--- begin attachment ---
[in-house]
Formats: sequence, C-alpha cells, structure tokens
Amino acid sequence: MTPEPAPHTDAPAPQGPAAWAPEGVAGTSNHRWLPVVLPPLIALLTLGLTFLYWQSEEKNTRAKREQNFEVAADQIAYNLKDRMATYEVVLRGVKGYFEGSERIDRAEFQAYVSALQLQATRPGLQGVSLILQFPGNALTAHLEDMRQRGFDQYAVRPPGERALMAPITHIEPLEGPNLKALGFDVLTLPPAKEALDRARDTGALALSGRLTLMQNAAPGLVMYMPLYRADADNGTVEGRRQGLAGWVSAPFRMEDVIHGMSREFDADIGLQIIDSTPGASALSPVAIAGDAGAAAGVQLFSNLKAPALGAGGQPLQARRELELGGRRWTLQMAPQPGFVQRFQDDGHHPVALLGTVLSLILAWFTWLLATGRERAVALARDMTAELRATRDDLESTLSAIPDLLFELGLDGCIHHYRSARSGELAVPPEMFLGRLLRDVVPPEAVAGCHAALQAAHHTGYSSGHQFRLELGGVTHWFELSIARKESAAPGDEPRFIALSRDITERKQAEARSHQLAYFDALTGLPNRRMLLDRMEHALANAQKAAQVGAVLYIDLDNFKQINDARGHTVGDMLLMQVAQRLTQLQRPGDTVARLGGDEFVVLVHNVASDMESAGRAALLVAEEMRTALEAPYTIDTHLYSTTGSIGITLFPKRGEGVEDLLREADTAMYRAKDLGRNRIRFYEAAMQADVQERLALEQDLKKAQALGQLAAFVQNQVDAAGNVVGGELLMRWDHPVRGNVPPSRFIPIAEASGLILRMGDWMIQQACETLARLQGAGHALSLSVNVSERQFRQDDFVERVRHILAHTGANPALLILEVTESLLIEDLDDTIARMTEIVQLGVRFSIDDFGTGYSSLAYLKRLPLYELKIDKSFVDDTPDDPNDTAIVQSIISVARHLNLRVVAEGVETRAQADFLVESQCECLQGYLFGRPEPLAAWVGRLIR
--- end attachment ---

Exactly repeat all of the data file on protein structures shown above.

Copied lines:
[in-house]
Formats: sequence, C-alpha cells, structure tokens
Amino acid sequence: MTPEPAPHTDAPAPQGPAAWAPEGVAGTSNHRWLPVVLPPLIALLTLGLTFLYWQSEEKNTRAKREQNFEVAADQIAYNLKDRMATYEVVLRGVKGYFEGSERIDRAEFQAYVSALQLQATRPGLQGVSLILQFPGNALTAHLEDMRQRGFDQYAVRPPGERALMAPITHIEPLEGPNLKALGFDVLTLPPAKEALDRARDTGALALSGRLTLMQNAAPGLVMYMPLYRADADNGTVEGRRQGLAGWVSAPFRMEDVIHGMSREFDADIGLQIIDSTPGASALSPVAIAGDAGAAAGVQLFSNLKAPALGAGGQPLQARRELELGGRRWTLQMAPQPGFVQRFQDDGHHPVALLGTVLSLILAWFTWLLATGRERAVALARDMTAELRATRDDLESTLSAIPDLLFELGLDGCIHHYRSARSGELAVPPEMFLGRLLRDVVPPEAVAGCHAALQAAHHTGYSSGHQFRLELGGVTHWFELSIARKESAAPGDEPRFIALSRDITERKQAEARSHQLAYFDALTGLPNRRMLLDRMEHALANAQKAAQVGAVLYIDLDNFKQINDARGHTVGDMLLMQVAQRLTQLQRPGDTVARLGGDEFVVLVHNVASDMESAGRAALLVAEEMRTALEAPYTIDTHLYSTTGSIGITLFPKRGEGVEDLLREADTAMYRAKDLGRNRIRFYEAAMQADVQERLALEQDLKKAQALGQLAAFVQNQVDAAGNVVGGELLMRWDHPVRGNVPPSRFIPIAEASGLILRMGDWMIQQACETLARLQGAGHALSLSVNVSERQFRQDDFVERVRHILAHTGANPALLILEVTESLLIEDLDDTIARMTEIVQLGVRFSIDDFGTGYSSLAYLKRLPLYELKIDKSFVDDTPDDPNDTAIVQSIISVARHLNLRVVAEGVETRAQADFLVESQCECLQGYLFGRPEPLAAWVGRLIR